NSBIA – The Trans Mountain decision and what it means for business

(Kinder Morgan photo)

From the Kamloops North Shore Business Improvement Association newsletter of Sept. 5, 2018:

THE POLITICAL POSTURING and hype has died down and now the reality of last week’s court decision regarding the Trans-mountain pipeline can really begin to set in.

Make no mistake, the decision is a devastating blow to international economic development in Canada. It will affect thousands of workers in dozens of industries and will serve as a warning sign to international investors that the Province of B.C. and Canada are dangerous and unpredictable territory, when it comes to investing.

The simple truth contained in the Court’s decision is that sections of the file have been mishandled, the result of which is the immediate suspension of the project. This is an economic blow to us here in Kamloops, across B.C. and the country. We will now have to suffer the results of the shutdown, as well as determine if, and how to move forward.

With this decision also comes some hard questions: Who is to blame for the failure of the project? How did the National Energy Board miss the critical factor of the endangered Orcas in its report to the Cabinet? and, How did the consultation process fail to satisfy the Court?

Let’s start with the consultation piece. First Nation treaty and consultation rights are entrenched in a number of legal decisions dating back over decades. This process is very well defined in a Federal Government website that clearly outlines the process.

In the court’s ruling, it was determined that the process was acceptable, however, the concerns raised during the consultations were not addressed by the crown. This means that any concerns must be given real credence and actions must be taken to mitigate those concerns.

(From the Court Decision) [6] Applying the largely uncontested legal principles that underpin the duty to consult Indigenous peoples and First Nations set out by the Supreme Court, I also conclude that Canada acted in good faith and selected an appropriate consultation framework. However, at the last stage of the consultation process prior to the decision of the Governor in Council, a stage called Phase III, Canada’s efforts fell well short of the mark set by the Supreme Court of Canada. Canada failed in Phase III to engage, dialogue meaningfully and grapple with the real concerns of the Indigenous applicants so as to explore possible accommodation of those concerns. The duty to consult was not adequately discharged.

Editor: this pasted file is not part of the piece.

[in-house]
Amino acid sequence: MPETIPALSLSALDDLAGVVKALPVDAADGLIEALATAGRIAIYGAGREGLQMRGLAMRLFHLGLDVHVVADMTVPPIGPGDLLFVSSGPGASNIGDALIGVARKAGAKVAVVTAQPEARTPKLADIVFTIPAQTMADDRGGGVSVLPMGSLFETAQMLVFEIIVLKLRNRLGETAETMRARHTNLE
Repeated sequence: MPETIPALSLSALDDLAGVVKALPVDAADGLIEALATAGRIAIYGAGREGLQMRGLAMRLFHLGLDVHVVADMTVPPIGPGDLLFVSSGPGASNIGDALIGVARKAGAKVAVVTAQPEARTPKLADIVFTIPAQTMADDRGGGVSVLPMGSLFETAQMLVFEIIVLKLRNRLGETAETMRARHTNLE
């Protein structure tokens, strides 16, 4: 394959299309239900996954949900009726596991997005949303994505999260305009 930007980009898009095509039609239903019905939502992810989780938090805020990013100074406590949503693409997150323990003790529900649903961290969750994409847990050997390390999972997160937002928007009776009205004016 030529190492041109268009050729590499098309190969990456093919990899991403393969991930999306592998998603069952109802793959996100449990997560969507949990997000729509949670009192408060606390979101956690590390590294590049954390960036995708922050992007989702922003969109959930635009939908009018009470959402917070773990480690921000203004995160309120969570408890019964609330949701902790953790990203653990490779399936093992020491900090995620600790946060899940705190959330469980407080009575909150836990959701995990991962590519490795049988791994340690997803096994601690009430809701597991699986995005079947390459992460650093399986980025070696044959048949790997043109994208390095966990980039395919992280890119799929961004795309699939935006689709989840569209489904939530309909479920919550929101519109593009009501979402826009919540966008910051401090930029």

Secondly, the scope of the project review failed to include the consideration of tanker traffic associated with the project. This means that the official scope did not include core activities that were associated with the shipping of the oil beyond the terminal.

(From the Court Decision) [5] Applying largely uncontested legal principles established by the Supreme Court of Canada to the factual record, a factual record that is also largely not contested, I conclude that most of the flaws asserted against the Board’s process and findings are without merit. However, the Board made one critical error. The Board unjustifiably defined the scope of the Project under review not to include Project-related tanker traffic. The unjustified exclusion of marine shipping from the scope of the Project led to successive, unacceptable deficiencies in the Board’s report and recommendations. As a result, the Governor in Council could not rely on the Board’s report and recommendations when assessing the Project’s environmental effects and the overall public interest.